#22 need better documentation for assume

closed
nobody
5
2006-02-08
2002-03-18
No

Maxima allows for the following very powerful syntax...

(C1) (assume (y>1), integrate(x*log(x),x,1,y));

2 2
2 y LOG(y) - y 1
(D1) ---------------- + -
4 4

However, the documentation is lacking:
Info from file /usr/local/info/maxima.info:
- Fonction: ASSUME (pred1, pred2, ...)
First checks the specified predicates for redundancy and
consistency with the current data base. If the predicates
are
consistent and non-redundant, they are added to the
data base; if
inconsistent or redundant, no action is taken. ASSUME
returns a
list whose entries are the predicates added to the data
base and
the atoms REDUNDANT or INCONSISTENT where
applicable.
(D3) FALSE

Discussion

  • Stavros Macrakis

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    What exactly do you think is lacking in this documentation?

    You talk about the "syntax" -- do you mean the comma
    syntax (xxx, yyy)? That is not specific to assume -- and
    beware, the assumptions are NOT local! The comma syntax is
    documented under "Introduction to Expressions":

    >>>>>
    A sequence of expressions
    can be made into an expression by separating them by
    commas and putting parentheses around them. This is similar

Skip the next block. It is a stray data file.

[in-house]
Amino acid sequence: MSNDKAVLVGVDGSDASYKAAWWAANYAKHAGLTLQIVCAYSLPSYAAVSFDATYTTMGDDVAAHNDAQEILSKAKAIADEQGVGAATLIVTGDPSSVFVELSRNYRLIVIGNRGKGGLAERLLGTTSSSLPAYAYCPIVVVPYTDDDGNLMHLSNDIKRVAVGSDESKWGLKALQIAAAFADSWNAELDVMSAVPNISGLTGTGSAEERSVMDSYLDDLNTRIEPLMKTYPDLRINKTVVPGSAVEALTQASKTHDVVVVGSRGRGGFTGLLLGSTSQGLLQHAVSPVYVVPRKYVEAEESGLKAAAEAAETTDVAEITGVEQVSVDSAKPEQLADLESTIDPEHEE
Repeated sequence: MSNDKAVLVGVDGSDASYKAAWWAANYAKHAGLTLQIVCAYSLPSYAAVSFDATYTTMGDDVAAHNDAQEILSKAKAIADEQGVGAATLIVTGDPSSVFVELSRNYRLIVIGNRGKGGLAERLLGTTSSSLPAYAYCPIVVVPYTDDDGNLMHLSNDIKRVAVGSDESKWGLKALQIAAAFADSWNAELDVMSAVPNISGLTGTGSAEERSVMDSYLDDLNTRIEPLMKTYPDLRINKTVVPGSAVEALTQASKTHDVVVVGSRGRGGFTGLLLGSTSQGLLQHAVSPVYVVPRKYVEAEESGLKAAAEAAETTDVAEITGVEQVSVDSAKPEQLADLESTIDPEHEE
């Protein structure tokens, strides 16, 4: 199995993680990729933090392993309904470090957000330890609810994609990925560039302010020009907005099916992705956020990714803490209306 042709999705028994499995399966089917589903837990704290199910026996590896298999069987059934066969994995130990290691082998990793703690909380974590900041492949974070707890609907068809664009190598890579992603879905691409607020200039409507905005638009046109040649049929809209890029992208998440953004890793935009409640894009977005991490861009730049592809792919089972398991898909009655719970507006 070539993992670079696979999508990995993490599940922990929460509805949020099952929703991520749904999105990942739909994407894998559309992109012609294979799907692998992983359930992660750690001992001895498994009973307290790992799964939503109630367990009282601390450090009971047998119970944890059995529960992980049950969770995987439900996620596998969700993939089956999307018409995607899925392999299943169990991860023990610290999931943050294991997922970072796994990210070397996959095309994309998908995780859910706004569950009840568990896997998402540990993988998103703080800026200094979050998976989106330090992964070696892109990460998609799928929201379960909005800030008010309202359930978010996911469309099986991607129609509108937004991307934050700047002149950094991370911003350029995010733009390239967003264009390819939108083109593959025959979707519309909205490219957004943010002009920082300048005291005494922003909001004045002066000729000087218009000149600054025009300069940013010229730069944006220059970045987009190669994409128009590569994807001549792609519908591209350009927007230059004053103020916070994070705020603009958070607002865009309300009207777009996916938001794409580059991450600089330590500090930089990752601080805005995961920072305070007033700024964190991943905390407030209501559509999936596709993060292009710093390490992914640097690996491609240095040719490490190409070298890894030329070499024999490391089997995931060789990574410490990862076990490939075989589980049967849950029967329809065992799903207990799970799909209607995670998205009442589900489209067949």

to the C comma expression.
    <<<<<

    In other words, (a,b,c) evaluates a then b then c, and
    returns the value of c.

     
  • Daniel Lemire

    Daniel Lemire - 2004-02-27

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    Two things are lacking:

    1) assume is poorly explained or maybe implemented (?).

    You say it isn't local... right... then if I do assume(y>0); followed by
    assume(x>0); I would expect the system to know x>0 and y>0. It doesn't. As
    far as I can tell, each call to assume reset the set of assumptions to whatever
    you provide. The documentation mention something about the "current
    database". I think "assume" clears this database or ignores it.

    (C2) assume(y>0);

    (D2) [y > 0]
    (C3) assume(x>0);

    (D3) [x > 0]
    (C4)

    (In D3, I would expect [x>0,y>0] or something similar.)

    2) You are damn good if you can know from the documentation that "(a,b,c)
    evaluates a then b then c, and returns the value of c." But that's good to know.
    I would like to see that much written up about it...